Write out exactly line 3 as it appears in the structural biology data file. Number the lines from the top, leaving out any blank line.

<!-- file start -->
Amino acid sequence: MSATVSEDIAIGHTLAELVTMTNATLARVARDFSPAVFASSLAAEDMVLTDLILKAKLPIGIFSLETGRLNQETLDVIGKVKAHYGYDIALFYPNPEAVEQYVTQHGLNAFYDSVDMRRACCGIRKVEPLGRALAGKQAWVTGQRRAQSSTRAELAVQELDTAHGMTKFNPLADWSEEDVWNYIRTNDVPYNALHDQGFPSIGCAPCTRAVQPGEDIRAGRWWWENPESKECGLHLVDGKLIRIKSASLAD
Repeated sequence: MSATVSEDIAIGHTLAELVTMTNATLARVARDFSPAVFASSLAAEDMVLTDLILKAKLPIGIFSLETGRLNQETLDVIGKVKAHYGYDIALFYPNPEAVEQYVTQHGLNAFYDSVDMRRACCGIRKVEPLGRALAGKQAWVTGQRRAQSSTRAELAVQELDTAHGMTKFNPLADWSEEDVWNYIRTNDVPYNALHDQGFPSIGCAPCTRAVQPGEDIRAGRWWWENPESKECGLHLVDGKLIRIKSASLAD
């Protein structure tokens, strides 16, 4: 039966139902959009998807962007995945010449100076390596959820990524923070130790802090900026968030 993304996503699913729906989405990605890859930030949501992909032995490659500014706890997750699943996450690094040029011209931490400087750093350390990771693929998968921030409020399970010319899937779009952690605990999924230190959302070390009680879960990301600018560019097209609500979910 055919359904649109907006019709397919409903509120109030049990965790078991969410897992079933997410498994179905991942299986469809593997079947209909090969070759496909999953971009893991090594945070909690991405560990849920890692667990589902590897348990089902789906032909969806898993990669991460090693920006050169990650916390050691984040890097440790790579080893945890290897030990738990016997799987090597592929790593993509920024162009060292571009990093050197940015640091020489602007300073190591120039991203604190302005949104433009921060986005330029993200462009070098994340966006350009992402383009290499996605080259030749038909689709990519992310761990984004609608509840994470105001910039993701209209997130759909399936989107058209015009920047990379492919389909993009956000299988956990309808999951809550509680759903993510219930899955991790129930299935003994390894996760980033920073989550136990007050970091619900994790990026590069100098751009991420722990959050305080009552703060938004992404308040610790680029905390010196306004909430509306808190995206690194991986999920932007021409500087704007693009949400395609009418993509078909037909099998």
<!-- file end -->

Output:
């Protein structure tokens, strides 16, 4: 039966139902959009998807962007995945010449100076390596959820990524923070130790802090900026968030 993304996503699913729906989405990605890859930030949501992909032995490659500014706890997750699943996450690094040029011209931490400087750093350390990771693929998968921030409020399970010319899937779009952690605990999924230190959302070390009680879960990301600018560019097209609500979910 055919359904649109907006019709397919409903509120109030049990965790078991969410897992079933997410498994179905991942299986469809593997079947209909090969070759496909999953971009893991090594945070909690991405560990849920890692667990589902590897348990089902789906032909969806898993990669991460090693920006050169990650916390050691984040890097440790790579080893945890290897030990738990016997799987090597592929790593993509920024162009060292571009990093050197940015640091020489602007300073190591120039991203604190302005949104433009921060986005330029993200462009070098994340966006350009992402383009290499996605080259030749038909689709990519992310761990984004609608509840994470105001910039993701209209997130759909399936989107058209015009920047990379492919389909993009956000299988956990309808999951809550509680759903993510219930899955991790129930299935003994390894996760980033920073989550136990007050970091619900994790990026590069100098751009991420722990959050305080009552703060938004992404308040610790680029905390010196306004909430509306808190995206690194991986999920932007021409500087704007693009949400395609009418993509078909037909099998």